An official in the Benefits Agency, part of the Department of Health and Social Security, suspended an income support/severe disability premium payable to the appellant. The court was asked whether the decision of the Agency, made under the authority of its chief executive, was to be regarded, as a matter of law, as the decision of the Secretary of State. The court examined the Framework document setting out the position of the Agency in relation to the DHSS which ‘acts on behalf of and in accordance with any directions, where appropriate, of the Secretary of State’. Ministers – the Framework provided – remain accountable to Parliament for the full range of their responsibilities.
After a close examination of the inter-relationship between the Agency and the Department, Lord Justice Kennedy concluded: ‘In my judgment, in the context of this case, the creation of the Benefits Agency has had no effect whatsoever on the operation of the Carltona principle. In addition to the cases to which I have referred, Mr Drabble referred us to a number of academic writings which I have read with interest. At the end of the day I came back to what was said by Lord Griffiths in Oladehinde. The decision was taken by a person of suitable seniority in the Agency (which was itself within the DSS) and it was taken by a person for whom the Secretary of State accepts responsibility. Therefore the Carltona principle applies.’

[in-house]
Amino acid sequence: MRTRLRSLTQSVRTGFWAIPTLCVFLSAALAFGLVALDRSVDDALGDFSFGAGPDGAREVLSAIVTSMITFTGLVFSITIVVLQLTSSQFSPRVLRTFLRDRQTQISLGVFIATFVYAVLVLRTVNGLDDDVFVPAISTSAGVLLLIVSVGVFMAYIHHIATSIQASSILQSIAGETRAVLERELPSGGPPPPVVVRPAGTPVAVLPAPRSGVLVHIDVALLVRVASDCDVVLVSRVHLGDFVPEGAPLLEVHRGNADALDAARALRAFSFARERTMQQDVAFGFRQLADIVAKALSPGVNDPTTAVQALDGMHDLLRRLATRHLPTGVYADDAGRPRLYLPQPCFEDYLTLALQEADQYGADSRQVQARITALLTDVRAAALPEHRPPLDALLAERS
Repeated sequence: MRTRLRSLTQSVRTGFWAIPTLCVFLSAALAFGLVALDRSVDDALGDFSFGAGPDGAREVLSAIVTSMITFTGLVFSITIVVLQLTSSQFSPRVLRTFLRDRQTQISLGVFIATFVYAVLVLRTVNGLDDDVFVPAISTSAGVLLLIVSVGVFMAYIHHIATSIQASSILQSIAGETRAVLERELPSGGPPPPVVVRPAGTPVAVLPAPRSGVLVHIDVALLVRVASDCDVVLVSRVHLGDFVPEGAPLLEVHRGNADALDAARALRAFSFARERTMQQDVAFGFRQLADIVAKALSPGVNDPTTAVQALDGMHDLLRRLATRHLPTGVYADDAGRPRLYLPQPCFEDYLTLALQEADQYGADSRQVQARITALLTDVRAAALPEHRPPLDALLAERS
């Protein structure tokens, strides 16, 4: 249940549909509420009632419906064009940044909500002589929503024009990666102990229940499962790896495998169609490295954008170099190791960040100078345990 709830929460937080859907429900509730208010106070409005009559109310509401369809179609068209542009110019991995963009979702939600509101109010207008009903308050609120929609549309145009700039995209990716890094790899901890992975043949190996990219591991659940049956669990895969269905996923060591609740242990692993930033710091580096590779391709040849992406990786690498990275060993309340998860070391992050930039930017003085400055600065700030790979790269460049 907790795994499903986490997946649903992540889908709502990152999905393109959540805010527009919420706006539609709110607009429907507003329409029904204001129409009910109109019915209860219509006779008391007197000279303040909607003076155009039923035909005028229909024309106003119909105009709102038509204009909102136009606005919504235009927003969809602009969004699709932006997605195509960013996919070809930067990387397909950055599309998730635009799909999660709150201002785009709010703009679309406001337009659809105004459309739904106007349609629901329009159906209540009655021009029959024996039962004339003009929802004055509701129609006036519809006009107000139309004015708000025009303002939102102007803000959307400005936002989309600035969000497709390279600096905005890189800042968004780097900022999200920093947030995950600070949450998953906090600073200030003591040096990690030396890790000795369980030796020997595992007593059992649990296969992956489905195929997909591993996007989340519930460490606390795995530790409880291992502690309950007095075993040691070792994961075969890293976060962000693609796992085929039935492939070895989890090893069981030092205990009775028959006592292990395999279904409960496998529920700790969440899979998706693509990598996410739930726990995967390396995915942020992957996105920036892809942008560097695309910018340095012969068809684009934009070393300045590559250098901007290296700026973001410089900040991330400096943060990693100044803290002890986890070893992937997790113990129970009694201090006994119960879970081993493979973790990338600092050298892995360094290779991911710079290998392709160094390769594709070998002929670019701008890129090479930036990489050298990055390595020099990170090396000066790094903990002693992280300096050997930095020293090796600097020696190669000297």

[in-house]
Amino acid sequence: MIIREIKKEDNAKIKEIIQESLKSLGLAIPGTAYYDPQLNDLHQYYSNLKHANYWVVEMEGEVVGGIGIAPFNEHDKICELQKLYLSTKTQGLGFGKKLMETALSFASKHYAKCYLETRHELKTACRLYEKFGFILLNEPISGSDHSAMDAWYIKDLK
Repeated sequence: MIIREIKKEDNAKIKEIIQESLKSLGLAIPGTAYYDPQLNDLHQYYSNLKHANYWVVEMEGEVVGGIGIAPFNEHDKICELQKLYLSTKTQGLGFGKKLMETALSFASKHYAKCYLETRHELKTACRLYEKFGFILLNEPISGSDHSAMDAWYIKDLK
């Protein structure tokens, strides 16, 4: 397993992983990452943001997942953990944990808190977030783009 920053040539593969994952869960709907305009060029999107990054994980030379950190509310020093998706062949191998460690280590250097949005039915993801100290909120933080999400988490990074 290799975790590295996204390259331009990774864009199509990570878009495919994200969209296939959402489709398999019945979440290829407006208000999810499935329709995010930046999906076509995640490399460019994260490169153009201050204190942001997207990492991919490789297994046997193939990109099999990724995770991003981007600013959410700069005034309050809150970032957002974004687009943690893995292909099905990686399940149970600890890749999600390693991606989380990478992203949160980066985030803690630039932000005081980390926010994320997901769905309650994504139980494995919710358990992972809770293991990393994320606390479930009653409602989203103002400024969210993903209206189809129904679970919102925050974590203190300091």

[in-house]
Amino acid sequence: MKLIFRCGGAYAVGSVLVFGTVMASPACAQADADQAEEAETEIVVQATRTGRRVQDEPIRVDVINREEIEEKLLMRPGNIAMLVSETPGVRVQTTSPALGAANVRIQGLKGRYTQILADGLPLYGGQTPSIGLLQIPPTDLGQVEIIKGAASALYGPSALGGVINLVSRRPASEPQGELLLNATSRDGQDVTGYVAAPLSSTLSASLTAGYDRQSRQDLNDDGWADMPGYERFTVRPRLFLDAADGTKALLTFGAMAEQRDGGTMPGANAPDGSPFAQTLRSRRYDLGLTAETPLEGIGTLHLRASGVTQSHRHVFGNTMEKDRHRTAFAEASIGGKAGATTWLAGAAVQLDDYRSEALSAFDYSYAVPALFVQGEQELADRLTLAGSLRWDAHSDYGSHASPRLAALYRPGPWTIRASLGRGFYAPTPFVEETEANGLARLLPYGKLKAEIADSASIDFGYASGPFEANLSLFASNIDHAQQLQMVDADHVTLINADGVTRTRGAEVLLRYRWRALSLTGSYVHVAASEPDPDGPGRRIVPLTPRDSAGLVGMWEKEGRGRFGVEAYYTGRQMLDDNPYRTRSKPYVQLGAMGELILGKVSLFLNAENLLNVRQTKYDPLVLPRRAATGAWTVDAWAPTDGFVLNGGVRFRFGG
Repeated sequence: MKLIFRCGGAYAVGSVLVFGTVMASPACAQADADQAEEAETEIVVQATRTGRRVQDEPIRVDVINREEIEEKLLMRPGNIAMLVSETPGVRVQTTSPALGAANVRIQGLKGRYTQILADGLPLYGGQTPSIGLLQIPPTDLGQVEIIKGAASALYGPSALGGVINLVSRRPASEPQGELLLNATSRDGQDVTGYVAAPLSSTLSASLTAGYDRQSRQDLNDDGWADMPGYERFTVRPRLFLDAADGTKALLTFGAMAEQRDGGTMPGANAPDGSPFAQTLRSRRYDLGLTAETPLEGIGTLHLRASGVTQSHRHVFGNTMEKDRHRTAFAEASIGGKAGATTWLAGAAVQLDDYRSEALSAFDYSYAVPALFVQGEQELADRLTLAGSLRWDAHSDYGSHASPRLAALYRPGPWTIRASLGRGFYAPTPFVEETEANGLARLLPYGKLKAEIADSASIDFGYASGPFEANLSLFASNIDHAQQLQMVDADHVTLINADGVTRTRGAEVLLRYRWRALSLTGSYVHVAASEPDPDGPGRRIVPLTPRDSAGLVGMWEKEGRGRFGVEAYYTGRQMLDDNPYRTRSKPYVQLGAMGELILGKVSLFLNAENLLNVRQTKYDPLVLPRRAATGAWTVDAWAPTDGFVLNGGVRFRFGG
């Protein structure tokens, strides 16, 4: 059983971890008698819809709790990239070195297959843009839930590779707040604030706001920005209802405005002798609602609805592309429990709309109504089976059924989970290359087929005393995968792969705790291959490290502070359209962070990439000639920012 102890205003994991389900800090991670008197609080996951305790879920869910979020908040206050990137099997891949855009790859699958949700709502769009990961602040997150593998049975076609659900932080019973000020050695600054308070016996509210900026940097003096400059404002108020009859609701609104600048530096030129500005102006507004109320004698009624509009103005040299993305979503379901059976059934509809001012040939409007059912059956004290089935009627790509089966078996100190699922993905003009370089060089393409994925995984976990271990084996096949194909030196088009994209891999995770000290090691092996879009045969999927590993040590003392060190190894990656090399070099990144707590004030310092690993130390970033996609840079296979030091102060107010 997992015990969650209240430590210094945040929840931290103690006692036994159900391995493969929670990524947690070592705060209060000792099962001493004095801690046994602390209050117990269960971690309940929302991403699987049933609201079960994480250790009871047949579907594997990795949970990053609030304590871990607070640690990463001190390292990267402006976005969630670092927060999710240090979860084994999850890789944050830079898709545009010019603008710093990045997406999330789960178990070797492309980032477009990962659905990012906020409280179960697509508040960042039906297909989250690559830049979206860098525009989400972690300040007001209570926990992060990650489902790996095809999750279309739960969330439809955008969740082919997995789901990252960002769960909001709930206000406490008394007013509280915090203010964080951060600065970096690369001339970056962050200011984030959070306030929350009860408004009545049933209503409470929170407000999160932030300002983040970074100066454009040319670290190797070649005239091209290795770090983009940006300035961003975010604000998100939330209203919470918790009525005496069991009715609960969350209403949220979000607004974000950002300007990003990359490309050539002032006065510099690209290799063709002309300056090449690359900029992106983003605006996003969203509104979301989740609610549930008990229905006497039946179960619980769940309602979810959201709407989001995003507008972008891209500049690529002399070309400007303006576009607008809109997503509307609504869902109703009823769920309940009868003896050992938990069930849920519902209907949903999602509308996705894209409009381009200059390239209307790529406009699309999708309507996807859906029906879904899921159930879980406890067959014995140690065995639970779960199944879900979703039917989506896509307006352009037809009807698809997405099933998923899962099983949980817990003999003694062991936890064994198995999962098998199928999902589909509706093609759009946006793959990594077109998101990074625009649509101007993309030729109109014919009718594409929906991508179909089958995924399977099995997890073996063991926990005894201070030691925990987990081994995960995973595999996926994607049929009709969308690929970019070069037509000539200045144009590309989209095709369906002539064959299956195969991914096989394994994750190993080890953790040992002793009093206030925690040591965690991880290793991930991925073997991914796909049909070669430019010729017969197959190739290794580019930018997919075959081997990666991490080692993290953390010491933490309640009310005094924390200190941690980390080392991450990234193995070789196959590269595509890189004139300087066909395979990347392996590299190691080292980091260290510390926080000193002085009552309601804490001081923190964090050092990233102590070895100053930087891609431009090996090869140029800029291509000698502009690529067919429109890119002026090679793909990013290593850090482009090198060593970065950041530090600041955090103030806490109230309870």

Latham J added: ‘There may be circumstances in which an agency is established in such a way that a minister could no longer, on any sensible analysis, be accountable to Parliament for its actions. The report of the Efficiency Unit was alive to that particular problem. In my judgment however the Benefits Agency has been established in a way which does not create any such difficulty. The use of the word ‘delegate’ was perhaps unfortunate but it has to be read in context. The intention was to ensure that the administration of benefits was located within a structure which, so far as possible, was a recognisable entity with lines of managerial responsibility intended to make it effective. That did not affect the constitutional position when, in accordance with the guidance which I have set out above, Mr Ash exercised the Secretary of State’s power under Regulation 37. That power was exercised by Mr Ash as a civil servant within the Department of Social Security on the authority of the Secretary of State in circumstances where the Secretary of State was answerable to Parliament.’
Lord Justice Kennedy and Mr Justice Latham
CO/1724/95, (1996) 32 BMLR 1
England and Wales
Cited – Castle v Crown Prosecution Service Admn 24-Jan-2014
The defendant appealed from his conviction for having driven in excess of a variable speed limit on the motorway. He said that the Order under which the speed limit had been imposed was irregular. . .
Cited – Bourgass and Another, Regina (on The Application of) v Secretary of State for Justice SC 29-Jul-2015
The Court considered the procedures when a prisoner is kept in solitary confinement, otherwise described as ‘segregation’ or ‘removal from association’, and principally whether decisions to keep the appellants in segregation for substantial periods . .
These lists may be incomplete.
Updated: 01 February 2021; Ref: scu.140391